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Kids or criminals

By Lisa Brody
News Editor
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For example, in the 2015-2016 school year, while there were eight suicide attempts in Rochester schools, there were no actual suicides – at least on school grounds or at school activities. Comparatively, Bloomfield Hills had no attempts last year, while Birmingham had two suicide attempts on school grounds. Johnson said he believes having officers in the schools with students from an early age, where they can become comfortable with the officers and their uniform, "helps alleviate anxiety and those issues related to suicide." In addition, he noted, "They all work closely with the school counselors. When we see something, they talk about it with the counselors, and when they (school counselors) see something, such as a potential crime, they alert us.

"Our three high schools are like little cities," he noted, with all the attendant highs, lows and dramas.

Birmingham's Wilkinson agrees, noting that the school district reaches out to law enforcement when threats are an actual misdemeanor or felony on school property, or if there is a threat – or perceived threat – against another student or staff member. "Even if a student is joking around, we don't have the luxury of taking the chance. We have to investigate. We are very reliant upon our local police, and take direction from them," she said, noting that at times there are clear cut reasons to contact police, such as students doing misdemeanor vandalism on school property, "or if there were a suspected felony."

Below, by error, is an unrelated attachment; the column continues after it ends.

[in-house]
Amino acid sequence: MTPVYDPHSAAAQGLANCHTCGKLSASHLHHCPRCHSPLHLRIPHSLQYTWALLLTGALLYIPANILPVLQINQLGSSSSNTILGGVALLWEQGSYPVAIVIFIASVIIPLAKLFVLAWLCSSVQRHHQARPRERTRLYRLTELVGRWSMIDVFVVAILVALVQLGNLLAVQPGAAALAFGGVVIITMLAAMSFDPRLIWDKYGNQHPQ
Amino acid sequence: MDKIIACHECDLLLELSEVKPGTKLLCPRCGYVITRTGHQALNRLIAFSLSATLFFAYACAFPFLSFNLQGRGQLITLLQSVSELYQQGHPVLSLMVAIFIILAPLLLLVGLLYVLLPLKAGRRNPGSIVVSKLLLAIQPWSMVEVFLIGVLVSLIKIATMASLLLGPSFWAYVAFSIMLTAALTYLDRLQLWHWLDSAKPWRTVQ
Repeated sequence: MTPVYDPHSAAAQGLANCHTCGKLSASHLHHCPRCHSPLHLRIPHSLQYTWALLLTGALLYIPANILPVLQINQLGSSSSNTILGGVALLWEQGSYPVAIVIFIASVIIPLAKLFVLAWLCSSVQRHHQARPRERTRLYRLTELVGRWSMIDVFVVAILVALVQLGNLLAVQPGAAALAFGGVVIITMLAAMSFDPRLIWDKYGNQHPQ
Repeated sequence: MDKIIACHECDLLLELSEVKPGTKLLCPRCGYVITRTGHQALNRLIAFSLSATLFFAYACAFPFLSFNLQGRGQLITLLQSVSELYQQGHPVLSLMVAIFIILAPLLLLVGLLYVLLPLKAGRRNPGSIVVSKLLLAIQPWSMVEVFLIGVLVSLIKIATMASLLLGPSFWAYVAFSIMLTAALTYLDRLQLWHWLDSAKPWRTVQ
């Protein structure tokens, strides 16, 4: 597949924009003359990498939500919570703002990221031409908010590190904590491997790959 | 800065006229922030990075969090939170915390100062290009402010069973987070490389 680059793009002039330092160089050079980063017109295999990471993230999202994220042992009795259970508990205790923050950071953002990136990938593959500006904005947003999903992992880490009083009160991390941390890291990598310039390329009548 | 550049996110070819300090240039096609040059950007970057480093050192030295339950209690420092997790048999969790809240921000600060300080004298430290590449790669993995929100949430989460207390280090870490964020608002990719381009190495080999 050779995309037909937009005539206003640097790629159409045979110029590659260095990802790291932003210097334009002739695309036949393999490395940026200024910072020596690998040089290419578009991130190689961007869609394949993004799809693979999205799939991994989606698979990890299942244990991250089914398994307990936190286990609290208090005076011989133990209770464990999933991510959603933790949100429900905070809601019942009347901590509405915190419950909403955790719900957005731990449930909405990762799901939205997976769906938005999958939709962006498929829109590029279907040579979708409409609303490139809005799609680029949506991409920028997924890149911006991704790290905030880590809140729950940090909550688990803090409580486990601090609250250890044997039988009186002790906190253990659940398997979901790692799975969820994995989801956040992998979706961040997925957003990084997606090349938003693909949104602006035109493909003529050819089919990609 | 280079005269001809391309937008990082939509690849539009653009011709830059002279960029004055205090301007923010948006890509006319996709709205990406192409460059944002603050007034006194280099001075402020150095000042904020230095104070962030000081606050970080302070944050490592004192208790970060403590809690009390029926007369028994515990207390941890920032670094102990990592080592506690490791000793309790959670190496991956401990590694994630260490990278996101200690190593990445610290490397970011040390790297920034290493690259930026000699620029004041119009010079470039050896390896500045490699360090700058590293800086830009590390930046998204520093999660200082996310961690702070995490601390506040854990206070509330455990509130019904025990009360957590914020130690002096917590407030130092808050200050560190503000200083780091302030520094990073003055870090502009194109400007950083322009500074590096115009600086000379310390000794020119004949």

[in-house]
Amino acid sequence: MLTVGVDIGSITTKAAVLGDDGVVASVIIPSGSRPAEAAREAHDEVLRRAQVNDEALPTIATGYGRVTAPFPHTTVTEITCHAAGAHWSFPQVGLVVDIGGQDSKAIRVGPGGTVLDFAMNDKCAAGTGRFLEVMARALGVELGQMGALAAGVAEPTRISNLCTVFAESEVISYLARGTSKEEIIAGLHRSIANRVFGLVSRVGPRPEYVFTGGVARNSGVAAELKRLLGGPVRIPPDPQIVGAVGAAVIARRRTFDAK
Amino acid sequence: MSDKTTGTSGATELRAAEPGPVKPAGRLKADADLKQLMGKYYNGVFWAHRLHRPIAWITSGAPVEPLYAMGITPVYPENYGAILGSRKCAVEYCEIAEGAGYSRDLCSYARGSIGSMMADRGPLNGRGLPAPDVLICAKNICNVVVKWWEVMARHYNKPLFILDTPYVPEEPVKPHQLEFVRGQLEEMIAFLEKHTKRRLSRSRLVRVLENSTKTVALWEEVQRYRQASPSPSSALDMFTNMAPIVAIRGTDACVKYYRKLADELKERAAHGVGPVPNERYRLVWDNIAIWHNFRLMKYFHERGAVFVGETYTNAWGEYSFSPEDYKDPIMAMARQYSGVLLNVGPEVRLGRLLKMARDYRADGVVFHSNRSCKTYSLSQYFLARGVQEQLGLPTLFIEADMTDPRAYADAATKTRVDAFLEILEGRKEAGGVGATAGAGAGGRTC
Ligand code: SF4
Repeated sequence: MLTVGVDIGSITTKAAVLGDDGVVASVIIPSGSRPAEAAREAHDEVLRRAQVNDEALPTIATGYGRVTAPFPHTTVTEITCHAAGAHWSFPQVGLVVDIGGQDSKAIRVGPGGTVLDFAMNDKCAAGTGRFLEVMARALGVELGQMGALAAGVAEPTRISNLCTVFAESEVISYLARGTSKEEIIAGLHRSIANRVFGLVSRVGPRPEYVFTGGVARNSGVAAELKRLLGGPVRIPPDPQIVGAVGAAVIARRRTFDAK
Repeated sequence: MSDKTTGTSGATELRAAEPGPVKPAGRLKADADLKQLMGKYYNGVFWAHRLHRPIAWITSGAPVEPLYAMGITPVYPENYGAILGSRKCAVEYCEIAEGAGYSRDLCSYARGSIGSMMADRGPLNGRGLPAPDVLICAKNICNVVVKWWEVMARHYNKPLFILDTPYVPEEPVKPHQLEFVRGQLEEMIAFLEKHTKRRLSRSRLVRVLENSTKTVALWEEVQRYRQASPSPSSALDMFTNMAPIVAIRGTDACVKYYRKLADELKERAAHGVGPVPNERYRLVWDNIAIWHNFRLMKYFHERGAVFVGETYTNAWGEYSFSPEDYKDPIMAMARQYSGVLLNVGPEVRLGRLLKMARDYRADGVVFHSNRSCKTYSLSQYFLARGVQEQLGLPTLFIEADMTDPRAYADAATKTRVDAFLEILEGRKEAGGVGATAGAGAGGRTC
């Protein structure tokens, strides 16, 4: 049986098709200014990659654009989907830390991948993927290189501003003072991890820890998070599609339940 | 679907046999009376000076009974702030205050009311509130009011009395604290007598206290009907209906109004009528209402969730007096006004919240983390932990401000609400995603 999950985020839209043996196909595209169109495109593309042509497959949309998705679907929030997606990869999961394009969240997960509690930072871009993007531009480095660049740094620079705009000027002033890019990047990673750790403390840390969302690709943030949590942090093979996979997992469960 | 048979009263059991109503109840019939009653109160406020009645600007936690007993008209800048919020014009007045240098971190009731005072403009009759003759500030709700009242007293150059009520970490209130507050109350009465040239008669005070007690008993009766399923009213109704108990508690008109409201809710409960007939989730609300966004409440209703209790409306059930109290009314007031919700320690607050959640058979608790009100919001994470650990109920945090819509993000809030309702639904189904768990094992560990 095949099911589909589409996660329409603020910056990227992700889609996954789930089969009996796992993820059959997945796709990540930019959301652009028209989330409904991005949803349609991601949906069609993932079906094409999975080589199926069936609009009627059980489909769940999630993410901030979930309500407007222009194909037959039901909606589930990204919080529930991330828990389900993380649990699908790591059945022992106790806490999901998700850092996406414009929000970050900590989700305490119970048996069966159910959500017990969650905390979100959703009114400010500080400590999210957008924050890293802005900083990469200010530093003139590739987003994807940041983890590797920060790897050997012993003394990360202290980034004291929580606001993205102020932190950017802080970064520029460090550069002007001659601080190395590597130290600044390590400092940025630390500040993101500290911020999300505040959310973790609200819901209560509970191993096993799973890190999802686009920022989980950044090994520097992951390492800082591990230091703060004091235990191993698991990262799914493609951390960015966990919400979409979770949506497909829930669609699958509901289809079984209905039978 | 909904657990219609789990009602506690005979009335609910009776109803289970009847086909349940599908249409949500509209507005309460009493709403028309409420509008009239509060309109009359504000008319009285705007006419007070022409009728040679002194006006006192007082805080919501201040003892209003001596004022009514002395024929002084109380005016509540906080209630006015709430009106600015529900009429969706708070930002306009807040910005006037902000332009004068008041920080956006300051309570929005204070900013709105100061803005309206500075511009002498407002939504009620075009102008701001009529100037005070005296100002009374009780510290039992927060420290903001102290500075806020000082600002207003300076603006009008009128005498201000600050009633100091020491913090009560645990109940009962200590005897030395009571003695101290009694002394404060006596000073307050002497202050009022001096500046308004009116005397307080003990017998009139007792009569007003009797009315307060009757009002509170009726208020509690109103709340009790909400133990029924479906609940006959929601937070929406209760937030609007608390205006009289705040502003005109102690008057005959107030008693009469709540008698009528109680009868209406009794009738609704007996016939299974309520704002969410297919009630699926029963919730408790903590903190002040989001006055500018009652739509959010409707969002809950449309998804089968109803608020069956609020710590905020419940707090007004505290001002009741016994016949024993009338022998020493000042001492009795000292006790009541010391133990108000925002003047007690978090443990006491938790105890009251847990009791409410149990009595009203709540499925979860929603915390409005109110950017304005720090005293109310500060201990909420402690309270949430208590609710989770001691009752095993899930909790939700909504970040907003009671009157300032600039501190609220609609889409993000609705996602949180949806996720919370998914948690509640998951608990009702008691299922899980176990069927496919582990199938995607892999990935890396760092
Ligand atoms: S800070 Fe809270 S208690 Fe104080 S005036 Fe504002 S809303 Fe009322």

Less clear are issues related to social media, even if it doesn't occur on school grounds. "If someone is threatening students or staff, it becomes a school issue, we contact law enforcement," she said. "If a student made a threat against another student on Facebook, like wanting to get back at another student, or a threat against a staff member, or a threat against the building, like a bomb threat, the police department and district would get involved."

Grein concurs. "Any perceived criminal activity is reported to local law enforcement officials, who then work with the district administrators to determine the best course of action," she said.

"It's always a building administration decision," in Bloomfield Hills, Good said. "They will call (law enforcement) when they can't handle it – like an irate parent, a family circumstance, someone who's not supposed to be picking up a child, drugs, a fight – but they're good, because the teachers know how to step in. Our learning communities allow the staff to see when things are brewing. Our focus is on prevention and restoration, and then the emphasis is less on pure punishment, and more on consequences. It's giving the students the tools to resolve conflicts."

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